16th November 2005, and an S.O.S. from our Ziwani De-Snaring Team Leader operating in Tsavo West National Park, that he had received a report the day before that a young elephant had been in amongst a herd of Cattle for the past eight days. The De-Snaring Team located the elephant at 11.00 am., still in amongst the herd of cattle, at a place called “Challa” (which means “Source of the Volcanic River”). At the request of the herdsmen who had reported his presence, the elephant orphan has been named “Challa”.
Having established that the calf had been spotted, the rescue plane, this time a Caravan, set off, complete with all the paraphernalia needed to capture an orphan of Challa’s size. The calf was estimated to be over a year old, so actually catching him and subduing him proved a very challenging task, despite his emaciated and weakened condition caused by having been deprived of his mother’s milk for so long. Three stalwart local teenagers, named Mboi, Maingi and Chale, were instrumental in the successful capture of this calf, and we thank them and the Elders of the village for wanting to save his life. Although he had been allowed to travel with the cattle during the hours of daylight, he was not allowed into their thorn bush “Corral” at night, and is lucky not to have ended up making a meal for a predator.
The plane landed at an airfield near the Voyager Lodge on Ziwani Sisal Estate which borders Tsavo West’s Southern boundary, where the rescuers were waiting with the calf. He was loaded onto our rescue tarpaulin and hauled into the plane, arriving at Wilson Airport Custom’s Office just before 6 p.m. where an astonished crowd of curious onlookers watched the process of getting him out of the plane, and onto the back of the Trust Pickup!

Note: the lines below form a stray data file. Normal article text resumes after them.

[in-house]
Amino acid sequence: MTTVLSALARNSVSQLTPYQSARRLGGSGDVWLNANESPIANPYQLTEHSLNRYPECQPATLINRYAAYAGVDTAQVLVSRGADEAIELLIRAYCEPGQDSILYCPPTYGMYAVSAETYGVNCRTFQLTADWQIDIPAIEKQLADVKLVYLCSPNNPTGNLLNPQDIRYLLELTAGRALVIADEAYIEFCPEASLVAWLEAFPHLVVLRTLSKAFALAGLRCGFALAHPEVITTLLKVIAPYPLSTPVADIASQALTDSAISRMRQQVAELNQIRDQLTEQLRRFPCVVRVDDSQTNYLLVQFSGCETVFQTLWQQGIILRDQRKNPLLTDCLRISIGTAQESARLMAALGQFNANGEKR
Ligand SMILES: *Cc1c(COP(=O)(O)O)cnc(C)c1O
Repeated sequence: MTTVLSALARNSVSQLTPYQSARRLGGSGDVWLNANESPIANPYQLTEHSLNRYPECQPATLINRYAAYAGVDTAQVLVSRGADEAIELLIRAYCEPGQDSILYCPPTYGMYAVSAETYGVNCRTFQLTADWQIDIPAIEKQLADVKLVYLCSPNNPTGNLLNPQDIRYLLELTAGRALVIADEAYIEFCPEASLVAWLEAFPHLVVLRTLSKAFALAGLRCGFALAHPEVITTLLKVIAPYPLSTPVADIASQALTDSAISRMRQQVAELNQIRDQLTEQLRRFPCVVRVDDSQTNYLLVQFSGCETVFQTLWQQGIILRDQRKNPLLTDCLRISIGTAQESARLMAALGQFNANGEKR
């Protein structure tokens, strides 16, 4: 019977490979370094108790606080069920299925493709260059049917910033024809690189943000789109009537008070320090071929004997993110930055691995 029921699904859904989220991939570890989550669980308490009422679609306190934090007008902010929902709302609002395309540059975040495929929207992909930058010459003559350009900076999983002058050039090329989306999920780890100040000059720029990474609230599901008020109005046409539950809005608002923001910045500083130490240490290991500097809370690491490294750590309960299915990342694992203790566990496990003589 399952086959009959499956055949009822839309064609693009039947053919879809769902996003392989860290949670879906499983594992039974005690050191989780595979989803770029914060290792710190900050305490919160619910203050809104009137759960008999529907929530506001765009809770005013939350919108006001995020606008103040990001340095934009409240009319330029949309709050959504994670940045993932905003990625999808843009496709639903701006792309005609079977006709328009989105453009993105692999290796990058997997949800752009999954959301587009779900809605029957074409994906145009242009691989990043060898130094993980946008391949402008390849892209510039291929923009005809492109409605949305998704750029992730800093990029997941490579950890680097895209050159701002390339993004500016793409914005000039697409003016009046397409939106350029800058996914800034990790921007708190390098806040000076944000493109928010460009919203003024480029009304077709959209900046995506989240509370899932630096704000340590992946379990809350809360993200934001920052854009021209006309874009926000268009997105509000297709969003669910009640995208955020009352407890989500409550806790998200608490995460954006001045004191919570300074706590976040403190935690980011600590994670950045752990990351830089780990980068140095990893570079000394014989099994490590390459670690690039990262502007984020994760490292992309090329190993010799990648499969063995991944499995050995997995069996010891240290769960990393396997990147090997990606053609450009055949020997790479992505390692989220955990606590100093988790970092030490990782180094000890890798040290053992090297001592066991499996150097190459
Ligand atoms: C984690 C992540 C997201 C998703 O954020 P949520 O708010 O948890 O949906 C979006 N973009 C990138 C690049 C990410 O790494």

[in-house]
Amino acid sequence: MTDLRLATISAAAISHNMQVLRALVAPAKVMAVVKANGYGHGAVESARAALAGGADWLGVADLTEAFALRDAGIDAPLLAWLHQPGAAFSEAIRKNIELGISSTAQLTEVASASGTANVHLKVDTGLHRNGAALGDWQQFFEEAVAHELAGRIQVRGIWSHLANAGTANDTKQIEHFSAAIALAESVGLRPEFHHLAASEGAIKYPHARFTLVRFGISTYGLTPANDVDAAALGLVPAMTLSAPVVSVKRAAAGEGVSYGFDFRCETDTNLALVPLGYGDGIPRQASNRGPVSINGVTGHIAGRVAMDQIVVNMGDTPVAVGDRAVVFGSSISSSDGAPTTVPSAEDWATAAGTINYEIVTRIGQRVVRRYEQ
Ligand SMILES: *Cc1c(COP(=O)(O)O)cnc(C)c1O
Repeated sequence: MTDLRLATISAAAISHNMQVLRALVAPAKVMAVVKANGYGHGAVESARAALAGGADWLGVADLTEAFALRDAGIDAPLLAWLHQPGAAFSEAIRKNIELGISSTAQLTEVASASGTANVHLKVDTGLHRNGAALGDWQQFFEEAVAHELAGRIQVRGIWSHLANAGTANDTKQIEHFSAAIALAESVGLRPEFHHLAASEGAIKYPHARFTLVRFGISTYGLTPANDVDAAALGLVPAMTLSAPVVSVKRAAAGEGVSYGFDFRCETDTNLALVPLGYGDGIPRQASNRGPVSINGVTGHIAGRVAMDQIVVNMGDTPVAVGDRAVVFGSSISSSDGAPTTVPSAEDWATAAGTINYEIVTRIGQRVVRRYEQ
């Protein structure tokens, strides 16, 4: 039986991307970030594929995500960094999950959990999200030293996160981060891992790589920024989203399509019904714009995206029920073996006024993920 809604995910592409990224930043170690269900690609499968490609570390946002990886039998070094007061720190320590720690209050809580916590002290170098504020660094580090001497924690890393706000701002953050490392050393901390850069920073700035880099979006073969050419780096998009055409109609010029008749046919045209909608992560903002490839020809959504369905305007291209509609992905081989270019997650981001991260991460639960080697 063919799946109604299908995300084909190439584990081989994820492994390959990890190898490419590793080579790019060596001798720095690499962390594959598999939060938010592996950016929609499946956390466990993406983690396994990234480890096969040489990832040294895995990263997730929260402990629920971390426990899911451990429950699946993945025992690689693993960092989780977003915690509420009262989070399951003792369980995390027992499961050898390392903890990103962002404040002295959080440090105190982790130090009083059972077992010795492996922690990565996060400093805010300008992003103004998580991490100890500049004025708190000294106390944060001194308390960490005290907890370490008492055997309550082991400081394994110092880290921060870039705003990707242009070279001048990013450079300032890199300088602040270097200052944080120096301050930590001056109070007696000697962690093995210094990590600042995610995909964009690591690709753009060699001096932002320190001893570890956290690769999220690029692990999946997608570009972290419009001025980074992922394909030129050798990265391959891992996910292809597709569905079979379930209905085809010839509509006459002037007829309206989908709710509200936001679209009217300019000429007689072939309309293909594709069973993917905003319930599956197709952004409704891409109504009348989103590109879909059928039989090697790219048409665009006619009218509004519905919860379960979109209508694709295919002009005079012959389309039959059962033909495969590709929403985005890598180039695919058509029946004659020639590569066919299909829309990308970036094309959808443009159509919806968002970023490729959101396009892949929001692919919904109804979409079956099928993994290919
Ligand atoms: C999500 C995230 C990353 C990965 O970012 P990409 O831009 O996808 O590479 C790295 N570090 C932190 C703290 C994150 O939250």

Not surprisingly, upon arrival in the Nursery, the elephant was very wild and extremely traumatised, trembling visibly, which is never a good sign. We decided to use Rapsu’s Stockade, (consigning Rapsu to the one next door to Naserian). Rapsu’s Stockade is the one usually used for older candidates who need taming down, for it has an escape platform where the Keepers can keep out of danger during this process for a calf, even if only a year old and weakened through malnutrition, is quite capable of inflicting serious injury. He was given water from a bucket, and offered greens, but because it was dark when the Vet arrived to administer the usual prophylactic anti-biotic, he and the Keepers felt it would be too risky to subdue the elephant under such conditions. The Vet left, but was asked to leave the loaded syringe in case we could inject what was necessary if the calf slept. However, since time is of the essence to avert death from pneumonia brought on by a depressed immune system, and especially since those who have had contact with cattle, and arrive in pitiful physical condition, are particularly at risk, Daphne and Angela decided that the antibiotic must be administered immediately, and that waiting until the morning would jeopardise his chances of survival. Hence, all available manpower was mobilized, a blanket thrown over the calf’s head, and a concerted effort pinioned him in one corner. Then, Angela, , very bravely managed to give the necessary injection.